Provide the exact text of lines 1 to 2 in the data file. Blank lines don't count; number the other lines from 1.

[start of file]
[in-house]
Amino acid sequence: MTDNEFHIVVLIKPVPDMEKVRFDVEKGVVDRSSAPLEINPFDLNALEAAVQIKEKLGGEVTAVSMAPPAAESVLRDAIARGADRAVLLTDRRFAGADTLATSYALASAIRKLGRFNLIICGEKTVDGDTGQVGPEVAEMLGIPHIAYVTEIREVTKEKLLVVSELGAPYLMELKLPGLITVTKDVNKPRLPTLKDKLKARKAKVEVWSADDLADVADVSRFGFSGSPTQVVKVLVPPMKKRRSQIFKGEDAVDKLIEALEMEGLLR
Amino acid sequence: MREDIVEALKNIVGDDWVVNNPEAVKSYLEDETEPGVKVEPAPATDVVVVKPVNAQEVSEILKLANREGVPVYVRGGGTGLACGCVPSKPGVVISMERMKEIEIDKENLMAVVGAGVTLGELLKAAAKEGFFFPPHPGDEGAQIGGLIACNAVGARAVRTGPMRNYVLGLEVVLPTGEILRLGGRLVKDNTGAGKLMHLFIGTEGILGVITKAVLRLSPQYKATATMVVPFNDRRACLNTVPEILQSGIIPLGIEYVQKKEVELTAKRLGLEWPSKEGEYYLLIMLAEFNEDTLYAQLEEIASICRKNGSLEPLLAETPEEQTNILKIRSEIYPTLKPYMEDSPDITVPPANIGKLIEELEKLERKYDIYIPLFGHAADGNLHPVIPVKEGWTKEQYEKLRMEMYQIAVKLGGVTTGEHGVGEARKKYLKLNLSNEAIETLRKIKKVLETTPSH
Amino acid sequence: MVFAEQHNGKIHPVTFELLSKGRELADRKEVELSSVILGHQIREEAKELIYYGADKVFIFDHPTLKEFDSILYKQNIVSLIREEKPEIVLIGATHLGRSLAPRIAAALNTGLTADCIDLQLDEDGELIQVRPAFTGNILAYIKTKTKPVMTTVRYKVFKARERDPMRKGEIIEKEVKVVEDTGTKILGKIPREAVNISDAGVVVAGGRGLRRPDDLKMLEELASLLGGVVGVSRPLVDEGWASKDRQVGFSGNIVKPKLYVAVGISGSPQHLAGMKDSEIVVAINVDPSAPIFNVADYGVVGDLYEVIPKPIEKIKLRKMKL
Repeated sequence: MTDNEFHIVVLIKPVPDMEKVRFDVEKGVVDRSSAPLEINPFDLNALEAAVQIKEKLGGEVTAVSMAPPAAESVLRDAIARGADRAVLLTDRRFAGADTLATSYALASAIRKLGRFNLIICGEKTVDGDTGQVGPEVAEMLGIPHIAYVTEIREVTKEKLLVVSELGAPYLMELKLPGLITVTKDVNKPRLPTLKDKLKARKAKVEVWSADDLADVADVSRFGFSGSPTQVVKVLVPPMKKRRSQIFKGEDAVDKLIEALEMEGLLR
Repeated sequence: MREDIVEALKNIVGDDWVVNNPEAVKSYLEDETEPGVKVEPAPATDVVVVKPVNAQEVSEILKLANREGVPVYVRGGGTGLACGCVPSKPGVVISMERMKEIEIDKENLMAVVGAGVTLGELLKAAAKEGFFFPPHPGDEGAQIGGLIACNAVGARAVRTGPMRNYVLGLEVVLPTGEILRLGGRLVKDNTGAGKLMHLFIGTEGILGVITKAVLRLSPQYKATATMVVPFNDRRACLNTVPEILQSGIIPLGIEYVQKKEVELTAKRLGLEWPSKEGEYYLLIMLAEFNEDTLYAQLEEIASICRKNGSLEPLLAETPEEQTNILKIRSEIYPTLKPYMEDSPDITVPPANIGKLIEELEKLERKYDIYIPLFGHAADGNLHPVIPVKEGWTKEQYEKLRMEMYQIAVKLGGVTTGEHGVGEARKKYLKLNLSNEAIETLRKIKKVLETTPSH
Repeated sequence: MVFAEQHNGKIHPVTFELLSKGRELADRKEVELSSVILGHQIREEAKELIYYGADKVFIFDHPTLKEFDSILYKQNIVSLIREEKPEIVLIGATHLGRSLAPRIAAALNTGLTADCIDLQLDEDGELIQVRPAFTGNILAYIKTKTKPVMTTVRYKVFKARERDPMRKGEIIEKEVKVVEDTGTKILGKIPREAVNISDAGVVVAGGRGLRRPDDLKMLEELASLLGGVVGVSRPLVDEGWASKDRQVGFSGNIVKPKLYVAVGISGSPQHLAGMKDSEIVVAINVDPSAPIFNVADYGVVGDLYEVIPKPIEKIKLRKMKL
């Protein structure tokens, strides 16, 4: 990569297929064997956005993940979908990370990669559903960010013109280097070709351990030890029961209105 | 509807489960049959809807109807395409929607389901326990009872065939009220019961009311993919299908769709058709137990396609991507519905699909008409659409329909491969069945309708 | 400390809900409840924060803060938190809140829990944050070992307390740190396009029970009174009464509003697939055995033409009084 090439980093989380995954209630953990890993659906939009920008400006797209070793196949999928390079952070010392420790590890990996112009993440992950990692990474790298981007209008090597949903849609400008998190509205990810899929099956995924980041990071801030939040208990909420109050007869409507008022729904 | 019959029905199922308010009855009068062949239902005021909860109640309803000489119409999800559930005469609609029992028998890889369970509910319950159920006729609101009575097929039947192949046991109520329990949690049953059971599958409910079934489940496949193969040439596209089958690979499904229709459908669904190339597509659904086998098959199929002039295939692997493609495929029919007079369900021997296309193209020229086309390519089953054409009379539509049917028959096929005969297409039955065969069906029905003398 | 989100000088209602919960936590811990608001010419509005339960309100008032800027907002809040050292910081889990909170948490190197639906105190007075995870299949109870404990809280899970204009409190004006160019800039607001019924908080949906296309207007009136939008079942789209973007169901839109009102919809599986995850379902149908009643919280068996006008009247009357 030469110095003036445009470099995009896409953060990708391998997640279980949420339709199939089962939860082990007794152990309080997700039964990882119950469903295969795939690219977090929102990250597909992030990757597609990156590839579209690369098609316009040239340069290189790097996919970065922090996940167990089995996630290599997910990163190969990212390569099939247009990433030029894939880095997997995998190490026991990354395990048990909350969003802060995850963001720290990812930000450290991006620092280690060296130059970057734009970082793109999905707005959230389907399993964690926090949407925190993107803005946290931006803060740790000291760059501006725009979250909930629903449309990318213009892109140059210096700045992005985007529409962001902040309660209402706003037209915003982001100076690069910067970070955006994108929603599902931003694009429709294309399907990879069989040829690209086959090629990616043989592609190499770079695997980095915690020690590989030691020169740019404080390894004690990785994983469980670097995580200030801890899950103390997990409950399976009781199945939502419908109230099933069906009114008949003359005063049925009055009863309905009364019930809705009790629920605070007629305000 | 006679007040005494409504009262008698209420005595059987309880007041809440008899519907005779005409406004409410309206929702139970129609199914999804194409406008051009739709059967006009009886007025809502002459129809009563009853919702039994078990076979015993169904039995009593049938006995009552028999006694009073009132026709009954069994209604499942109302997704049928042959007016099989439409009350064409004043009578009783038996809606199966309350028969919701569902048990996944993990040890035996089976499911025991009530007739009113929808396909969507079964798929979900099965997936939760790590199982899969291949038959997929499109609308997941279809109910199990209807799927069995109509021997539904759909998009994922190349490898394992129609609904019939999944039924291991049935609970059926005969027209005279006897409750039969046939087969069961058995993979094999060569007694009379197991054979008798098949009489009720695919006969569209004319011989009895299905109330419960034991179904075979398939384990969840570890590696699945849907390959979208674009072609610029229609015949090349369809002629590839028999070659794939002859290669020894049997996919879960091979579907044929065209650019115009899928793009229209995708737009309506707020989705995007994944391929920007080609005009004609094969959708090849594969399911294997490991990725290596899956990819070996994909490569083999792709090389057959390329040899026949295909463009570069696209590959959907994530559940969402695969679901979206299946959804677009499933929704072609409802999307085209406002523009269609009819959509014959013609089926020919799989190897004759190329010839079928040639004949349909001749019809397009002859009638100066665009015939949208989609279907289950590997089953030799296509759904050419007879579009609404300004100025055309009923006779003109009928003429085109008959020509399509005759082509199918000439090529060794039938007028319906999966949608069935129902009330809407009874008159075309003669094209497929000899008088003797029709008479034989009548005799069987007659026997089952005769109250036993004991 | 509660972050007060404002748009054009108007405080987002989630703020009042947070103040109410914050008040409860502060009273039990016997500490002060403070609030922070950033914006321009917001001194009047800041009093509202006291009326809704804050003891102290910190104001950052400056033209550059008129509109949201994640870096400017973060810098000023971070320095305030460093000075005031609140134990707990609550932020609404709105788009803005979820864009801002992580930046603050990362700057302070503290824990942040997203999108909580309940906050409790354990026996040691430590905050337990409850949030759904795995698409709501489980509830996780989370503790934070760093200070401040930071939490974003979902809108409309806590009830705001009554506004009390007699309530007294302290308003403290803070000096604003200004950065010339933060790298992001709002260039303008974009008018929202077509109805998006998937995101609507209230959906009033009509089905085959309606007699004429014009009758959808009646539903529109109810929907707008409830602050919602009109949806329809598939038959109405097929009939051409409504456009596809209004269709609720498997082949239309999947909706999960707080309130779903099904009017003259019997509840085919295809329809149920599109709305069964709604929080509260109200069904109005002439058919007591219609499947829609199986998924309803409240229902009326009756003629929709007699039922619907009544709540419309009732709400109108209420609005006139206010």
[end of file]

[in-house]
Amino acid sequence: MTDNEFHIVVLIKPVPDMEKVRFDVEKGVVDRSSAPLEINPFDLNALEAAVQIKEKLGGEVTAVSMAPPAAESVLRDAIARGADRAVLLTDRRFAGADTLATSYALASAIRKLGRFNLIICGEKTVDGDTGQVGPEVAEMLGIPHIAYVTEIREVTKEKLLVVSELGAPYLMELKLPGLITVTKDVNKPRLPTLKDKLKARKAKVEVWSADDLADVADVSRFGFSGSPTQVVKVLVPPMKKRRSQIFKGEDAVDKLIEALEMEGLLR